RUDN University chemists created traps for radioactive waste

RUDN University chemists have created supramolecules that can “catch” negatively charged particles, anions. These “traps” can be configured, for example, for the disposal of radioactive waste. The results are published in International Journal of Molecular Sciences .

Technetium is a radioactive metal with a half-life of about 200,000 years. This is one of the by-products that are formed during the processing of nuclear fuel. To catch it, complex chemical processes with labor-intensive operations and a large amount of reagents and waste are required. Technetium also tends to form anions – negatively charged particles. They immediately look for a “pair” – positively charged cations. This greatly complicates the process of recycling technetium. One possible solution to the problem came from the field of supramolecular chemistry. Complex molecular complexes can play the role of anion receptors – “traps” for anions. Choosing the right structure of the supramolecule, one can configure it to attach to certain anions. It was these compounds that RUDN University chemists created and showed that they can be used to “catch” technetium in the form of pertechnetate, an anion with technetium.

“The synthesis of receptors that can recognize anions has recently become a major problem. This stimulates the creation of new anion receptors that could revolutionize several areas, including catalysis, sensing, extraction, and anion transport. For example, to separate technetium from radioactive waste. Such problems can be solved by the methods of supramolecular chemistry,” said Alexander Tskhovrebov, PhD, Deputy Director of Joint Institute for Chemical Research, RUDN University.

In previous research, a group of RUDN University chemists created new “building blocks” for supramolecular chemistry based on selenediazoles. Among other important properties, it turned out that they are soluble in the aquatic environment. This made it possible to speak of new compounds as potential ion receptors. To make technetium invaders out of them, chemists modified the structure of the compounds – they replaced chlorine with fluorine.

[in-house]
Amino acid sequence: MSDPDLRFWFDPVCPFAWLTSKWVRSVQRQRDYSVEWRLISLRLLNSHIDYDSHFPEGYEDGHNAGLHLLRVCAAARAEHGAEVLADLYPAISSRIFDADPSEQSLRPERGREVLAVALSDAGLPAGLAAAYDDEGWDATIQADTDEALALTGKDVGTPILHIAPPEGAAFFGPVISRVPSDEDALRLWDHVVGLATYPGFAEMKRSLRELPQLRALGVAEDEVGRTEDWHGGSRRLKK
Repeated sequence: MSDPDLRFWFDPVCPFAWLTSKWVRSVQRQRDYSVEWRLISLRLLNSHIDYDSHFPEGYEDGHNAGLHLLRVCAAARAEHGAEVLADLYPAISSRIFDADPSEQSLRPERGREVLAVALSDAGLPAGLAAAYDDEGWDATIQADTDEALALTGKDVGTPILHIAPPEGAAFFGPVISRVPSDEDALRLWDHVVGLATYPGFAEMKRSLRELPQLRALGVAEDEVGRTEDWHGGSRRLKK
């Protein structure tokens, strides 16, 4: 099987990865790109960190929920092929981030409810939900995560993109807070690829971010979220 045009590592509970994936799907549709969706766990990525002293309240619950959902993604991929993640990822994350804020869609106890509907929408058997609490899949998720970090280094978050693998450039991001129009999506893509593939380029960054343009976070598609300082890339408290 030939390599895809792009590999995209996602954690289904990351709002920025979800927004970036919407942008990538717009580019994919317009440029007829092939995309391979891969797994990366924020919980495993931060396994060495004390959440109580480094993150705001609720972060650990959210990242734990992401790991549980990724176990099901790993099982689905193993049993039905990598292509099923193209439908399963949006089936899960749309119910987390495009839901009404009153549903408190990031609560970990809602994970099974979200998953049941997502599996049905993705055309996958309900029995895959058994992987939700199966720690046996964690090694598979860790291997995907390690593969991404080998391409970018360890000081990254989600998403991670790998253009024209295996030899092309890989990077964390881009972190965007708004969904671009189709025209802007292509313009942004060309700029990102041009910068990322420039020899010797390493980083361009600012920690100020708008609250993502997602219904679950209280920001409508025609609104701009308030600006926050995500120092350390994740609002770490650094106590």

RUDN University chemists have obtained fluorine-containing selenadiazoles , cations that bind to pertechnetate . As a result, insoluble salts are formed. In addition, chemists have created and described a series of selenediazoles with different structures, which can “trap” other anions. From a theoretical point of view, the results are also of interest because the so-called chalcogen bonds were used for the first time to trap pertechnetate – a special type of bond within a supramolecule that occurs through elements of group 16 of the periodic table.

“To our knowledge, this is the first study in which pertechnetate accepts a chalcogen bond. Our results will be useful for further developments in the field of anion recognition and precipitation involving cationic selenodiazoles . Now we are continuing the synthesis of selenediazoles “tuned” to specific anions, ” said Alexey Artemjev, researcher at the Joint Institute for Chemical Research of RUDN University.